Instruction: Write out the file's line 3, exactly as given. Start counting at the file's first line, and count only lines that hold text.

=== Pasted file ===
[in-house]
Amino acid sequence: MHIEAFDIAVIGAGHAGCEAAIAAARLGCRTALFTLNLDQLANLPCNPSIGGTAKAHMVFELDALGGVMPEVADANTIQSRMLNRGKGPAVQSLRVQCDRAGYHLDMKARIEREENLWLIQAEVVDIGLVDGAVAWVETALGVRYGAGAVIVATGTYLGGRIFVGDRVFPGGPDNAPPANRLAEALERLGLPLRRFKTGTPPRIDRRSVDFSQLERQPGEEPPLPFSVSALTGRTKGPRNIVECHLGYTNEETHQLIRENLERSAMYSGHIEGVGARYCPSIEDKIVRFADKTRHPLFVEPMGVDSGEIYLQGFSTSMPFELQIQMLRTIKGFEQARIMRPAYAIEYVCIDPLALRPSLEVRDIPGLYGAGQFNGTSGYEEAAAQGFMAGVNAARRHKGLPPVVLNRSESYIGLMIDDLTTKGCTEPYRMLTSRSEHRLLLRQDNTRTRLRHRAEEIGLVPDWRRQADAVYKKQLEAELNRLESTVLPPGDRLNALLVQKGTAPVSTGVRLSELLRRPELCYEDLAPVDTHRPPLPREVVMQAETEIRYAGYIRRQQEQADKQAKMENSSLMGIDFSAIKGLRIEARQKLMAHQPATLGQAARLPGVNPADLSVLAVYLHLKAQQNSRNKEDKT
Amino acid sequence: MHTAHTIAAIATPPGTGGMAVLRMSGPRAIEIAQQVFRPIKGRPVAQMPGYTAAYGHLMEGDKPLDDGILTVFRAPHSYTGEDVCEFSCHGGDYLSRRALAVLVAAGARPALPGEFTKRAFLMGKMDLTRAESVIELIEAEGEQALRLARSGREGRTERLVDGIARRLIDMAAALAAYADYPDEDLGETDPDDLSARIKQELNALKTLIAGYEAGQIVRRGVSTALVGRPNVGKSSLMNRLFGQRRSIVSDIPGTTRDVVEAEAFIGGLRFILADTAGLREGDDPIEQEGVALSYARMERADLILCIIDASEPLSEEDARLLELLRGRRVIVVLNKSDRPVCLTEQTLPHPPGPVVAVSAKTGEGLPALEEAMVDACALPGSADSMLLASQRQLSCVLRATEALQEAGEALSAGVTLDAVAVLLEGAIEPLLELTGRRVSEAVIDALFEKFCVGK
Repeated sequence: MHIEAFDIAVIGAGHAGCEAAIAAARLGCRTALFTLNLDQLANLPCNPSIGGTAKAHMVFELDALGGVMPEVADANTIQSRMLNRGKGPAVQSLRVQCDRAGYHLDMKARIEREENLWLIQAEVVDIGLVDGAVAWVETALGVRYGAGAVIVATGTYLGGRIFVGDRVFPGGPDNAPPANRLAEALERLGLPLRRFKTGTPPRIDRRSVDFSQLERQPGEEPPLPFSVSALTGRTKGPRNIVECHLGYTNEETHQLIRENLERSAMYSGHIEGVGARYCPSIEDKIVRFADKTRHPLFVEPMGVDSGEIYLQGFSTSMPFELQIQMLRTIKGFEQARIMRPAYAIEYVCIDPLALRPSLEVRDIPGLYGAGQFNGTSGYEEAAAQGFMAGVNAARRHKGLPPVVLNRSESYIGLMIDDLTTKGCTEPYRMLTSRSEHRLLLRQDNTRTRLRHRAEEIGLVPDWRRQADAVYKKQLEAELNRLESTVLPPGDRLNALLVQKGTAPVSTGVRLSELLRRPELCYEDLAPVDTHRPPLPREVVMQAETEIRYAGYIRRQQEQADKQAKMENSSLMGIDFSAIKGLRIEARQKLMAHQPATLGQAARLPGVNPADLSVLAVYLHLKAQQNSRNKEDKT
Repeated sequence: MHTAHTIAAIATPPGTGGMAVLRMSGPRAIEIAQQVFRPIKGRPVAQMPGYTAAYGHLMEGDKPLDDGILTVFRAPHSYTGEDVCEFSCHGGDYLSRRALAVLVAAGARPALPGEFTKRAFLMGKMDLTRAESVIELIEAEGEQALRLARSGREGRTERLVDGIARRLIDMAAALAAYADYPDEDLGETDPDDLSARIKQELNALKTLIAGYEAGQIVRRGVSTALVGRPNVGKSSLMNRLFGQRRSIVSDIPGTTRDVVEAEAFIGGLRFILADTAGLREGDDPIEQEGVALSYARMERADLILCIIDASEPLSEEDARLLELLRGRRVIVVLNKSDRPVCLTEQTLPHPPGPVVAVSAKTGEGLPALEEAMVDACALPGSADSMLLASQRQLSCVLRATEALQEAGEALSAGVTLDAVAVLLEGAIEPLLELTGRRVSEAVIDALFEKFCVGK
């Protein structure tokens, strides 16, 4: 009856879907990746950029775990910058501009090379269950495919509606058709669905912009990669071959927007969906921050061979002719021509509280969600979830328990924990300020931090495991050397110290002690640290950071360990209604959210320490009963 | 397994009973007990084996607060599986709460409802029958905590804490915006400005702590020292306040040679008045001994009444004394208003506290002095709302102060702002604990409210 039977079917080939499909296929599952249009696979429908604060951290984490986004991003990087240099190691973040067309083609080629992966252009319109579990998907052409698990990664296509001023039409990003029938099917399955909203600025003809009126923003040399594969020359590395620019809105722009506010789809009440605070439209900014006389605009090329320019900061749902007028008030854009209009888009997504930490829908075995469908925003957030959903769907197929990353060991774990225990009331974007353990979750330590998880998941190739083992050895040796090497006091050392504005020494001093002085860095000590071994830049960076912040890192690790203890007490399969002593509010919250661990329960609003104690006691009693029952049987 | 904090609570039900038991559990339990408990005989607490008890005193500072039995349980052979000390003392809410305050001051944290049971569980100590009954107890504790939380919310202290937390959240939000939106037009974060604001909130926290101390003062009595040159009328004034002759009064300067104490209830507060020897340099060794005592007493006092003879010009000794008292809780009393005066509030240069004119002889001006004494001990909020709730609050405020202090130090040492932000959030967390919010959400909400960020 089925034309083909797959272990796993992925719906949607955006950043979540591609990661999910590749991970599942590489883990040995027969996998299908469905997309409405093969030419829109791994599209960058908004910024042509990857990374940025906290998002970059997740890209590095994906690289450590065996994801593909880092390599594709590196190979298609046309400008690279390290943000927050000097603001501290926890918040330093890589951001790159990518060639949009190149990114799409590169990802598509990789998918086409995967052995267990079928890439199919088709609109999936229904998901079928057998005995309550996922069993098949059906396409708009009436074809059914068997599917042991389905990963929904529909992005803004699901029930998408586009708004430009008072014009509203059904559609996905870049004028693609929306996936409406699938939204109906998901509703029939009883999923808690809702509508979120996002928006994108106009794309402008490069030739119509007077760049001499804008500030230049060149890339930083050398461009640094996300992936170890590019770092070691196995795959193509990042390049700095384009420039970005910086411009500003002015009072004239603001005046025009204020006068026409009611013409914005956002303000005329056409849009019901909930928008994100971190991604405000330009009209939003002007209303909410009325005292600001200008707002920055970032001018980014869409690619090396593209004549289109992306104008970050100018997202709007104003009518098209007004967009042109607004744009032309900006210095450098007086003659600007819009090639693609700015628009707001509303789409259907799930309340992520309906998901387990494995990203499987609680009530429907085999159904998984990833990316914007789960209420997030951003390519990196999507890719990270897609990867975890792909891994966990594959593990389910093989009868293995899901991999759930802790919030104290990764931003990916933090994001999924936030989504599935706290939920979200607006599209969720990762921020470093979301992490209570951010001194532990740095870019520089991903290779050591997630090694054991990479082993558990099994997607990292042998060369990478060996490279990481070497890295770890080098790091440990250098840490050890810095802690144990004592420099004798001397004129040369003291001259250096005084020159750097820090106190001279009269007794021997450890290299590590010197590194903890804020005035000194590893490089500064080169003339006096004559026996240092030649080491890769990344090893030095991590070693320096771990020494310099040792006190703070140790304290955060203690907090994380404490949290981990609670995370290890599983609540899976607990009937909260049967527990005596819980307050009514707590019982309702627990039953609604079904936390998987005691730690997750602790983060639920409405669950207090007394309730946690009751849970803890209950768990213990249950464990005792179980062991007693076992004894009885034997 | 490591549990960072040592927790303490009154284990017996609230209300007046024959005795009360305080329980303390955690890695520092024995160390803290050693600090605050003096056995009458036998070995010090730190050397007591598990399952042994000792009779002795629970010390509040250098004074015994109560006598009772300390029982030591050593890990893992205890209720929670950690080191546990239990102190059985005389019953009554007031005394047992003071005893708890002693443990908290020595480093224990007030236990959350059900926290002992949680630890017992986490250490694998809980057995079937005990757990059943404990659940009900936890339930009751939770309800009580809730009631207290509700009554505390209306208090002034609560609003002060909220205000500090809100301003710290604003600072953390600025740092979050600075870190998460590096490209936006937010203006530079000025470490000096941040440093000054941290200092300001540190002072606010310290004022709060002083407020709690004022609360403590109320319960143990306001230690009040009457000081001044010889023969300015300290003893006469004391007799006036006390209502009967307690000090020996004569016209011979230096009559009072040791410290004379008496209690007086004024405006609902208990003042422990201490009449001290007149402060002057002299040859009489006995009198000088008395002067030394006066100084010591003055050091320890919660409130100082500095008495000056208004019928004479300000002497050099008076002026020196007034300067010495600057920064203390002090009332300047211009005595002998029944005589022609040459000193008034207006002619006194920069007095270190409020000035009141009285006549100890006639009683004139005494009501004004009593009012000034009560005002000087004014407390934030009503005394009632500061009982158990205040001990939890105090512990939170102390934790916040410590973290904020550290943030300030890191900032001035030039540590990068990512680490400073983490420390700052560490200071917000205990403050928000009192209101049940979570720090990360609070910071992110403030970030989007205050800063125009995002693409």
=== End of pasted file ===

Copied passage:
Amino acid sequence: MHTAHTIAAIATPPGTGGMAVLRMSGPRAIEIAQQVFRPIKGRPVAQMPGYTAAYGHLMEGDKPLDDGILTVFRAPHSYTGEDVCEFSCHGGDYLSRRALAVLVAAGARPALPGEFTKRAFLMGKMDLTRAESVIELIEAEGEQALRLARSGREGRTERLVDGIARRLIDMAAALAAYADYPDEDLGETDPDDLSARIKQELNALKTLIAGYEAGQIVRRGVSTALVGRPNVGKSSLMNRLFGQRRSIVSDIPGTTRDVVEAEAFIGGLRFILADTAGLREGDDPIEQEGVALSYARMERADLILCIIDASEPLSEEDARLLELLRGRRVIVVLNKSDRPVCLTEQTLPHPPGPVVAVSAKTGEGLPALEEAMVDACALPGSADSMLLASQRQLSCVLRATEALQEAGEALSAGVTLDAVAVLLEGAIEPLLELTGRRVSEAVIDALFEKFCVGK